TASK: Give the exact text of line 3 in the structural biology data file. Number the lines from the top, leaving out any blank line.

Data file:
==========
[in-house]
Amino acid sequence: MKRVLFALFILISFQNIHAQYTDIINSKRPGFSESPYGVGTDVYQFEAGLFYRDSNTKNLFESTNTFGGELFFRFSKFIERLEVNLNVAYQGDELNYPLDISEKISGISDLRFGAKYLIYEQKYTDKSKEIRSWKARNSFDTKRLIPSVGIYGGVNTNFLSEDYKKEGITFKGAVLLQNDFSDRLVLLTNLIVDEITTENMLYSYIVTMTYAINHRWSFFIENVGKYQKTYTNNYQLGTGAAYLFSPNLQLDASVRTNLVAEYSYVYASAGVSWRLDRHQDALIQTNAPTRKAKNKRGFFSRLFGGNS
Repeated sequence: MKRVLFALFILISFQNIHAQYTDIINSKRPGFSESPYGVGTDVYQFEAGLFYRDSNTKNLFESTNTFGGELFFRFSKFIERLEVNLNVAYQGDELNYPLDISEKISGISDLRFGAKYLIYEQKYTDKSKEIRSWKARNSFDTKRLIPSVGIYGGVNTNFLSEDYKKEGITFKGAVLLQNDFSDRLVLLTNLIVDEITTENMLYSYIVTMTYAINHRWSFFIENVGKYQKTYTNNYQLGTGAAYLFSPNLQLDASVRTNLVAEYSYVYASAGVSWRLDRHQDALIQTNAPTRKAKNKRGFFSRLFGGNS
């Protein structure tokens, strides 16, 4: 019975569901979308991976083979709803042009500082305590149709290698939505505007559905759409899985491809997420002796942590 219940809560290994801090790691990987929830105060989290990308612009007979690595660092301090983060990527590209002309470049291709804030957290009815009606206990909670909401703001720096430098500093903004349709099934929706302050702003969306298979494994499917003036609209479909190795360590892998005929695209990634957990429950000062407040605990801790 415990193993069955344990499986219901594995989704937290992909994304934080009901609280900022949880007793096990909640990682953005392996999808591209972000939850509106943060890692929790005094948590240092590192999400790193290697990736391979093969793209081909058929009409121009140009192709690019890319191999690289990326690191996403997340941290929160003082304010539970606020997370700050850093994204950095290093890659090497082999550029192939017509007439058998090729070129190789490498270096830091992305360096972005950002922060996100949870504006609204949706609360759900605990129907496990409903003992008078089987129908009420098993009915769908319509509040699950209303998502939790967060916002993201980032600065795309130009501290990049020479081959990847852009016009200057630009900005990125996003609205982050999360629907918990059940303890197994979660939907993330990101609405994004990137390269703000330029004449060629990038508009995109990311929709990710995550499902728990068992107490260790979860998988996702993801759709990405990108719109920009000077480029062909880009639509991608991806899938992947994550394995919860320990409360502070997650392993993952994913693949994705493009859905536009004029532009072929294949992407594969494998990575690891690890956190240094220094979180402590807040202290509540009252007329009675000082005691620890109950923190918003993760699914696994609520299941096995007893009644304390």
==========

Repeated sequence: MKRVLFALFILISFQNIHAQYTDIINSKRPGFSESPYGVGTDVYQFEAGLFYRDSNTKNLFESTNTFGGELFFRFSKFIERLEVNLNVAYQGDELNYPLDISEKISGISDLRFGAKYLIYEQKYTDKSKEIRSWKARNSFDTKRLIPSVGIYGGVNTNFLSEDYKKEGITFKGAVLLQNDFSDRLVLLTNLIVDEITTENMLYSYIVTMTYAINHRWSFFIENVGKYQKTYTNNYQLGTGAAYLFSPNLQLDASVRTNLVAEYSYVYASAGVSWRLDRHQDALIQTNAPTRKAKNKRGFFSRLFGGNS